Sunday, September 24, 2017

Corporate Strategy Under Dollarization
Persistence Gwanyanya
Zimbabwe Sunday Mail

It appears the Reserve Bank of Zimbabwe (RBZ) has done almost everything that a monetarist can do to address the cash challenges under dollarisation.

As such, the persistence of cash shortages could just be a reflection of the impotence of monetary policy under this currency regime.

It is thus unsurprising that the RBZ has been increasingly calling for participation from other economic agents to complement its efforts towards the achievement of a permanent solution to the cash crunch.

The central bank’s call augurs well with the proposition that Zimbabwe needs to rebalance her economy towards increased production and exports, whilst simultaneously reducing consumption of imports as a permanent solution to her cash challenges.

Achieving this economic rebalance requires business to evolve from import dependence to export-driven models. This clearly calls for strategic rethinking at corporate level, not only for the good of the country, but also for the sustenance of business.

Just like in the case of China, this evolution should be supported by sound investment and business policies. The absence of monetary policy independence brought by dollarisation has incapacitated the apex bank from printing money.

Economic agents now have to earn money from mainly exports. It is estimated that exports contribute about 60 percent of the country’s liquidity.  As such, the liquidity challenges could be traced to the underperformance in the export sector.

Thus, in the current environment, the future of business lies in its ability to explore opportunities in the export market. This is because the continued dependence on imports would be unsustainable due to exorbitant cash premiums in the parallel market.

The current cash shortages have meant increased reliance on the black market for foreign currency to meet business’ import requirements. Barely 10 months after the introduction of bond notes, cash premiums have grown to more than 40 and 27 percent for electronic money and bond notes respectively. This has made it very difficult for import-dependent entities to sustain their businesses, which underscores the need to diversify into the export market.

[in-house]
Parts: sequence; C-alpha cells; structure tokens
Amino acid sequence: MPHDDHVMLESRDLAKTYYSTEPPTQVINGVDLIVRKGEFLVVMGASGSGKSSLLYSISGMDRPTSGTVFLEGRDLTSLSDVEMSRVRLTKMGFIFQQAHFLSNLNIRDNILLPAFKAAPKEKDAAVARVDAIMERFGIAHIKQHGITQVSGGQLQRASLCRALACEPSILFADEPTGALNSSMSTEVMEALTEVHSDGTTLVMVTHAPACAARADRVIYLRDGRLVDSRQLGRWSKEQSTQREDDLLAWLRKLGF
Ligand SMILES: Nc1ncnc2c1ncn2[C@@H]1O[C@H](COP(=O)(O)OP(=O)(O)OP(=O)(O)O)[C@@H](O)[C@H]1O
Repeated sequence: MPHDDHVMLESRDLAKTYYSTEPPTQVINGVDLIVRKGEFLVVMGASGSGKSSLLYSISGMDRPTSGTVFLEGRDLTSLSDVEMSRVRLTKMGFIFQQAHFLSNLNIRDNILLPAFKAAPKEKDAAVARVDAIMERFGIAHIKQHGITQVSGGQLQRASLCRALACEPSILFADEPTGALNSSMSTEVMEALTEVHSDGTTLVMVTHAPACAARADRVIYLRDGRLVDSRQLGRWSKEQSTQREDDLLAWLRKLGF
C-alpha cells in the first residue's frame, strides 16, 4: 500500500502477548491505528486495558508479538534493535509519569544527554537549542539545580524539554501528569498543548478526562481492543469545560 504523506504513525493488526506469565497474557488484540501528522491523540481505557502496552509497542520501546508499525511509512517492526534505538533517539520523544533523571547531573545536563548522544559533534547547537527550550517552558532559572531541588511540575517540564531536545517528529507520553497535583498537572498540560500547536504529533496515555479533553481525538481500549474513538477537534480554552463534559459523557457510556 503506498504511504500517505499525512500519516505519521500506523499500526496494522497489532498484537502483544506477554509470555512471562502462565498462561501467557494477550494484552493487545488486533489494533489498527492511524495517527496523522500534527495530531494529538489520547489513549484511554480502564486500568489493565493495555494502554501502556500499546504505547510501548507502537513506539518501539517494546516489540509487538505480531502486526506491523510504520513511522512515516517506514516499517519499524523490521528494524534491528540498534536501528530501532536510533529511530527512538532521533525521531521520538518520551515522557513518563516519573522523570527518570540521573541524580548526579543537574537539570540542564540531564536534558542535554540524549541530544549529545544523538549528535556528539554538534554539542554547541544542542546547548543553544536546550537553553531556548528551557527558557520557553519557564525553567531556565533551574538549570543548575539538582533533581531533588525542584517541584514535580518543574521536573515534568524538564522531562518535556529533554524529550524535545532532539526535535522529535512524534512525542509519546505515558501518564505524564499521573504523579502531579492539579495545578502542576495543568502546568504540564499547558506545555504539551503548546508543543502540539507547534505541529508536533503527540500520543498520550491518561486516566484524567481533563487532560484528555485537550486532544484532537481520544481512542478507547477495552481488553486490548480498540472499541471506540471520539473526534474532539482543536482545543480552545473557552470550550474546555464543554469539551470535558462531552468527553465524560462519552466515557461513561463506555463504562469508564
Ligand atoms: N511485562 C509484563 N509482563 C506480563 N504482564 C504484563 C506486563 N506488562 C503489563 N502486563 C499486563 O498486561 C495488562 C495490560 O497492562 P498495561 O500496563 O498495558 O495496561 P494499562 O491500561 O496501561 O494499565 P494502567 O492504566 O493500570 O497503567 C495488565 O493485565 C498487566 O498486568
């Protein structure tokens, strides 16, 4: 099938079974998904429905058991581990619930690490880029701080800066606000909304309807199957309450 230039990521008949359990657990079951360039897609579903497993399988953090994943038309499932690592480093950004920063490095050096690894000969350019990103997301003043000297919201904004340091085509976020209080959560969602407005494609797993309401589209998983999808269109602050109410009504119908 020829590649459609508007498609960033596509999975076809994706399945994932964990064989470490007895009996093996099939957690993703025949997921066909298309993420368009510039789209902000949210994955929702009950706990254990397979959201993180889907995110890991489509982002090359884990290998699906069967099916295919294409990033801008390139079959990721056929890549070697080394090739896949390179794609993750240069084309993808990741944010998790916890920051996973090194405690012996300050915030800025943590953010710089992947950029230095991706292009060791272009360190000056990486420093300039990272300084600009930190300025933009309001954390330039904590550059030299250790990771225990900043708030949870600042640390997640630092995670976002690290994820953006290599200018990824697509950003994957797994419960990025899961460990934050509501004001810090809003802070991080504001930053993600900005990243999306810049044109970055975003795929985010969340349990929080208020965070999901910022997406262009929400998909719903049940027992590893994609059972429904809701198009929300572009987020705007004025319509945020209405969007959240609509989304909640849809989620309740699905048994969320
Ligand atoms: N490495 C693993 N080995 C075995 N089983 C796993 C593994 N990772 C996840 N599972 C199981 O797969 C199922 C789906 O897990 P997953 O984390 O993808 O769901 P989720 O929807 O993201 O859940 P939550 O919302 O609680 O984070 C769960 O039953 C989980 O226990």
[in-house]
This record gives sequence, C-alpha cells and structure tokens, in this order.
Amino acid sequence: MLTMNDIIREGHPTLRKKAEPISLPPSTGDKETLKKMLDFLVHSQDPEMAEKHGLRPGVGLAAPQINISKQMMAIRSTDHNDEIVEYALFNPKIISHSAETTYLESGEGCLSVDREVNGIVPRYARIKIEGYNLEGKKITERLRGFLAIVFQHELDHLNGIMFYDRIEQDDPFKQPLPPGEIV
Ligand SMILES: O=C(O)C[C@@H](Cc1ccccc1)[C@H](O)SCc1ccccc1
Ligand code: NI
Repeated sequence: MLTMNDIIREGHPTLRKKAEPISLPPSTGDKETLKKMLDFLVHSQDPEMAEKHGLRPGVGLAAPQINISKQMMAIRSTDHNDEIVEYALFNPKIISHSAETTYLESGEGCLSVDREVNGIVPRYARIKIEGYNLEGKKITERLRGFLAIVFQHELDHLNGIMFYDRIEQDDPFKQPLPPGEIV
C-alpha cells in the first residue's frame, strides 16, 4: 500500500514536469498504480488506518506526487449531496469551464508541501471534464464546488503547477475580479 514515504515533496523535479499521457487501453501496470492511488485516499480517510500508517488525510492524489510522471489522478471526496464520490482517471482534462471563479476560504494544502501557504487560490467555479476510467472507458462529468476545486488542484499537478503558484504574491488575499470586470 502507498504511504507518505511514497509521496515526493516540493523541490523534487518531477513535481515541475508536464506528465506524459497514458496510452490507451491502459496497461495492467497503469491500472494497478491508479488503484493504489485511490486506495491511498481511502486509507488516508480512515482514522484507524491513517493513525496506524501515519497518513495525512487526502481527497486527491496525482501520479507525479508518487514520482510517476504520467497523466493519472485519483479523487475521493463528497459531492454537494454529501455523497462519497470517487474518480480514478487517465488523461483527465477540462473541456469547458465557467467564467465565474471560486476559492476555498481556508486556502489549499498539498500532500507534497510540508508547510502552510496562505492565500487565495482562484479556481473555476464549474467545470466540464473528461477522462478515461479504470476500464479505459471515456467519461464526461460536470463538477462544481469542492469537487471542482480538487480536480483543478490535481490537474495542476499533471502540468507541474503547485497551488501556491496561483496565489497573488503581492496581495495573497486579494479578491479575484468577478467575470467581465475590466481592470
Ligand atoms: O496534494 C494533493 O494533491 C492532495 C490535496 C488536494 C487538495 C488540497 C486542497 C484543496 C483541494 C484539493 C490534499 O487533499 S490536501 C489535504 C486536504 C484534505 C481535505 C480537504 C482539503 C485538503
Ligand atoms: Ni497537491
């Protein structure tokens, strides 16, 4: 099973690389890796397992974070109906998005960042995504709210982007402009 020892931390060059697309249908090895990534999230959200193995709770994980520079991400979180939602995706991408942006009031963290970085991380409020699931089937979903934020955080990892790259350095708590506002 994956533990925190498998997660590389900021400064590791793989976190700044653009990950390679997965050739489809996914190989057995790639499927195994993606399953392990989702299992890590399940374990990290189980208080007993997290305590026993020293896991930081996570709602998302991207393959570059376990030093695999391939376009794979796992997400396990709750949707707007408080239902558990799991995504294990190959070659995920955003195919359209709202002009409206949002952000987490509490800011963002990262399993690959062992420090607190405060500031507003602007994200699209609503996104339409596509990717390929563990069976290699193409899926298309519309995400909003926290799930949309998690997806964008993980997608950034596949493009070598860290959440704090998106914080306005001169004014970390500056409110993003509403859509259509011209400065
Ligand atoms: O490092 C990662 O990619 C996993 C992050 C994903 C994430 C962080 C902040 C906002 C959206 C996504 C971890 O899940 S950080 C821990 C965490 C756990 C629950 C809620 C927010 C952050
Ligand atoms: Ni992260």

Equally worrying is that the country has remained a consumptive economy, which consumes more than 80 percent of its GDP. This high propensity to consume is also reflected in high fiscal deficities, which translated into unsustainable debt levels. The high level of indebtedness at both private and public sector level makes Zimbabwe an unattractive market, which again underscores the need to diversify into the export market and minimise the exposure to Zimbabwe risk.

Being a commodity dependent economy, which relies on five commodities for more than 80 percent of its export revenue, the country is predominantly a price taker on the international market. This coupled with the usage of a strong dollar as the reference currency calls for increased productivity to be competitive on the international market.

A strategic thrust towards increased productivity should also be fostered through supportive pricing models. Productivity-based rather than the current cost plus pricing models are more ideal in the current situation. Unlike the current situation where prices and wage demands are based on needs, they should be based on productivity – output per unit.

Needless to mention that utility providers such as Zesa and municipalities are major culprits to transform. It would be difficult for Zimbabwe to compete at international level given the advancement in technology and knowledge. This makes value addition and beneficiation a key differentiator to transform the country’s comparative advantage on mainly primary goods, into competitive advantage.

In the area of manufactured products, Zimbabwe should forget about competing with China and other developing and developed countries which are producing these at a cost almost impossible to achieve. Supported by sound infrastructure, logistics capabilities as well as efficient utilities providers, these countries can produce manufactured goods at significantly low cost that makes it almost impossible to compete with.

As such, Zimbabwe should focus on niche markets to satisfy mainly the needs of the local market. This includes the manufacture of branded or customised products which meets the specific needs of the customers, for example corporate wear and school uniform.

It is clear from the above analysis that Zimbabwe should transform from being an import-dependent to being an export-driven economy. This calls for corporate leaders to rethink their business models. This strategic thrust would have to be supported by sound investment and business policies.

There should be an incentive system to encourage exports. Most of us have pinned our hopes on the Export Processing Zones Authority to come up with appropriate policies to promote exports and transform the country into an export-driven economy.

Supportive policies would also suggest a review of the foreign currency management system by the RBZ, where 80 percent of export revenue from gold, platinum and chrome are surrendered to RBZ. The ultimate thrust at policy level is to ensure that our policies make export business more attractive and thus encourage it.

Persistence Gwanyanya is the founder and futurist of Percycon Advisory Services. For feedback email or WhatsApp on +263 773 030 691.

No comments: